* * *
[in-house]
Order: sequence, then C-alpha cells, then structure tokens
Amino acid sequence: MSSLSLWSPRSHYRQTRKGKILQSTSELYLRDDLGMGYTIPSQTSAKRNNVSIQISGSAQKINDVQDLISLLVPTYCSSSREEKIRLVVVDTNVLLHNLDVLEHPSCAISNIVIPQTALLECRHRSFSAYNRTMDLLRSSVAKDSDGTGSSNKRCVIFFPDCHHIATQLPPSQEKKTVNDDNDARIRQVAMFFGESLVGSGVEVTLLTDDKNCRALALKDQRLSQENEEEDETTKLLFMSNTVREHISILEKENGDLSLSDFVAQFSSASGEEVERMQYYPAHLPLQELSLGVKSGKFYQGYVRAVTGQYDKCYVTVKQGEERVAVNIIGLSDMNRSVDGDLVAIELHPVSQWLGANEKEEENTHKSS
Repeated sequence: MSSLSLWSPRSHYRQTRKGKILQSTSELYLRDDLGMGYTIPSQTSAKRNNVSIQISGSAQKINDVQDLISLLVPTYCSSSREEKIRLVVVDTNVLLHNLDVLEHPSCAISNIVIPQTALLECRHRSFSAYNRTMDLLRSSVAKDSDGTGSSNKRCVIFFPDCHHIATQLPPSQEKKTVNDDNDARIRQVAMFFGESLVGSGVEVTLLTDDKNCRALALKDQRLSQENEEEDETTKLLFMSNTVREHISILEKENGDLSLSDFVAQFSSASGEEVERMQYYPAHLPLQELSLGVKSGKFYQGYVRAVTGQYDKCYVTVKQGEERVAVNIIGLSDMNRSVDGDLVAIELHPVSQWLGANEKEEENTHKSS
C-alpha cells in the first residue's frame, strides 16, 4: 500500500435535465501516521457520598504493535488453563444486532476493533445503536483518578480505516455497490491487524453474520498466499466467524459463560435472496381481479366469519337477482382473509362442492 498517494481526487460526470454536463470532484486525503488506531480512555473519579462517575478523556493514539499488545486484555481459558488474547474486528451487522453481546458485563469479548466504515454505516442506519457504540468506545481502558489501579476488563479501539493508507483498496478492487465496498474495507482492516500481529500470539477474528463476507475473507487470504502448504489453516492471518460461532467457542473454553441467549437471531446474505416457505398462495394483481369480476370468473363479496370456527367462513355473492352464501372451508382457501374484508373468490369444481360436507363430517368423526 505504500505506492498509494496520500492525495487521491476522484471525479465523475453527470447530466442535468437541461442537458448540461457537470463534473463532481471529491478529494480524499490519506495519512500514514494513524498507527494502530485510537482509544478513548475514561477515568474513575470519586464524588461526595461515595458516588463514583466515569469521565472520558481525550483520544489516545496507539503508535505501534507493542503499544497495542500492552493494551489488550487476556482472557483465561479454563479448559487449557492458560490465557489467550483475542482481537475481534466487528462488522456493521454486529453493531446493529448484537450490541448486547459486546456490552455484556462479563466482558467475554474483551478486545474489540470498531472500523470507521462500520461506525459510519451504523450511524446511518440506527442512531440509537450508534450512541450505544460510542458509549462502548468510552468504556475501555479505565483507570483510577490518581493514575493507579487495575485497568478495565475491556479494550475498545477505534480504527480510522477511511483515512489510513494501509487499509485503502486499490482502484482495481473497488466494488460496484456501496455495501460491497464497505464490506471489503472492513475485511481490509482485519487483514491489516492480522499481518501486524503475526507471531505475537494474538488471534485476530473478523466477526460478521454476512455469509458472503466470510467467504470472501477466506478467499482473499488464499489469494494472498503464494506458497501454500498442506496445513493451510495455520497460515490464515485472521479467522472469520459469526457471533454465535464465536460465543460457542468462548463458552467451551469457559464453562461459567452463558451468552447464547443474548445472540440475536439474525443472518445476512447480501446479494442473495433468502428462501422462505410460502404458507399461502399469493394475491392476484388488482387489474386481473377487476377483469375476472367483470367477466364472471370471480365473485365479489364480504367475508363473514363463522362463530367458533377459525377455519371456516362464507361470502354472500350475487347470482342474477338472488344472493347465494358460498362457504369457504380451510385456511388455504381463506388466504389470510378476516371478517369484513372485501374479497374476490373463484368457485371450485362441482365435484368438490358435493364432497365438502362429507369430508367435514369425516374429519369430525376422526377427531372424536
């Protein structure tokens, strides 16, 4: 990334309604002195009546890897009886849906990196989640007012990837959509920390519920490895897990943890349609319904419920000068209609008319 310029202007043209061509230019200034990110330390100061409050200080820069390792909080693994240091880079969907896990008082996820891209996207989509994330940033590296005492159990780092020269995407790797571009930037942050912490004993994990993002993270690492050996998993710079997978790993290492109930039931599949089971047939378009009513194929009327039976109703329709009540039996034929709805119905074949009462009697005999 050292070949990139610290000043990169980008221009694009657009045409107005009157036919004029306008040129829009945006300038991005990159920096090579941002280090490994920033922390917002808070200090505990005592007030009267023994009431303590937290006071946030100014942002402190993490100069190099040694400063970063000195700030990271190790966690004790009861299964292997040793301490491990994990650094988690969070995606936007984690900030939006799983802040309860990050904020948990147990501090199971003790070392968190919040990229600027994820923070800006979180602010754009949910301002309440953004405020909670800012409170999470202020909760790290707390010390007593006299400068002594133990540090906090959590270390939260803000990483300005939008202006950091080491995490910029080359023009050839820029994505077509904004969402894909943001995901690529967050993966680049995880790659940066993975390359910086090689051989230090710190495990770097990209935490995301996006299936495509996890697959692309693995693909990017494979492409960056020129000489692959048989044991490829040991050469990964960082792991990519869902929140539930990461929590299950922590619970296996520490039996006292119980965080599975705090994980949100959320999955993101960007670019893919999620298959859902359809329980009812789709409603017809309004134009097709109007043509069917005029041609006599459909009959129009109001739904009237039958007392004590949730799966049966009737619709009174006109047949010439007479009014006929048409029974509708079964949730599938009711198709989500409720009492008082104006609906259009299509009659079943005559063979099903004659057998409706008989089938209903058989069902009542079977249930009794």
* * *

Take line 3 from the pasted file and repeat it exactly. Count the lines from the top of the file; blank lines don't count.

Amino acid sequence: MSSLSLWSPRSHYRQTRKGKILQSTSELYLRDDLGMGYTIPSQTSAKRNNVSIQISGSAQKINDVQDLISLLVPTYCSSSREEKIRLVVVDTNVLLHNLDVLEHPSCAISNIVIPQTALLECRHRSFSAYNRTMDLLRSSVAKDSDGTGSSNKRCVIFFPDCHHIATQLPPSQEKKTVNDDNDARIRQVAMFFGESLVGSGVEVTLLTDDKNCRALALKDQRLSQENEEEDETTKLLFMSNTVREHISILEKENGDLSLSDFVAQFSSASGEEVERMQYYPAHLPLQELSLGVKSGKFYQGYVRAVTGQYDKCYVTVKQGEERVAVNIIGLSDMNRSVDGDLVAIELHPVSQWLGANEKEEENTHKSS